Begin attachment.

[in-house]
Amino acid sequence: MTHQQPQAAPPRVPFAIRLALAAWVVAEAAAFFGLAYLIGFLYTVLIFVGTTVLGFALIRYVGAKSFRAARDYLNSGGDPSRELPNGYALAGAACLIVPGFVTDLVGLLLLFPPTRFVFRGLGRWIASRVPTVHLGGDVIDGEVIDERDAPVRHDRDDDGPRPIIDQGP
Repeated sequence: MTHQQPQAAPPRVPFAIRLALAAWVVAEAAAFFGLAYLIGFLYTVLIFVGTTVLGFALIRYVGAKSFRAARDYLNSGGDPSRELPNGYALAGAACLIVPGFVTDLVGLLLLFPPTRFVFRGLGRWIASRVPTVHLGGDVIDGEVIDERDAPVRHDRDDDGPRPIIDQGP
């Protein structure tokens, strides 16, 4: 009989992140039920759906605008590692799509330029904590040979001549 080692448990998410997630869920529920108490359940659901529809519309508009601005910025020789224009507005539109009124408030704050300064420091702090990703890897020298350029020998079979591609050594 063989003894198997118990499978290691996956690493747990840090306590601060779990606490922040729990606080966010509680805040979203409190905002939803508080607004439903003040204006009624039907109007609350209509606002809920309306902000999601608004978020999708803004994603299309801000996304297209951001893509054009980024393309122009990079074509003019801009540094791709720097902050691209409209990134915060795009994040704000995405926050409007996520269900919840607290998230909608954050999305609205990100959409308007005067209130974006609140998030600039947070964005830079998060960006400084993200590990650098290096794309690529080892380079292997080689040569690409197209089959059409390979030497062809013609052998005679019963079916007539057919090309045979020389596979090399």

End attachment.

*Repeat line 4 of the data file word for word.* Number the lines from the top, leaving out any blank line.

């Protein structure tokens, strides 16, 4: 009989992140039920759906605008590692799509330029904590040979001549 080692448990998410997630869920529920108490359940659901529809519309508009601005910025020789224009507005539109009124408030704050300064420091702090990703890897020298350029020998079979591609050594 063989003894198997118990499978290691996956690493747990840090306590601060779990606490922040729990606080966010509680805040979203409190905002939803508080607004439903003040204006009624039907109007609350209509606002809920309306902000999601608004978020999708803004994603299309801000996304297209951001893509054009980024393309122009990079074509003019801009540094791709720097902050691209409209990134915060795009994040704000995405926050409007996520269900919840607290998230909608954050999305609205990100959409308007005067209130974006609140998030600039947070964005830079998060960006400084993200590990650098290096794309690529080892380079292997080689040569690409197209089959059409390979030497062809013609052998005679019963079916007539057919090309045979020389596979090399």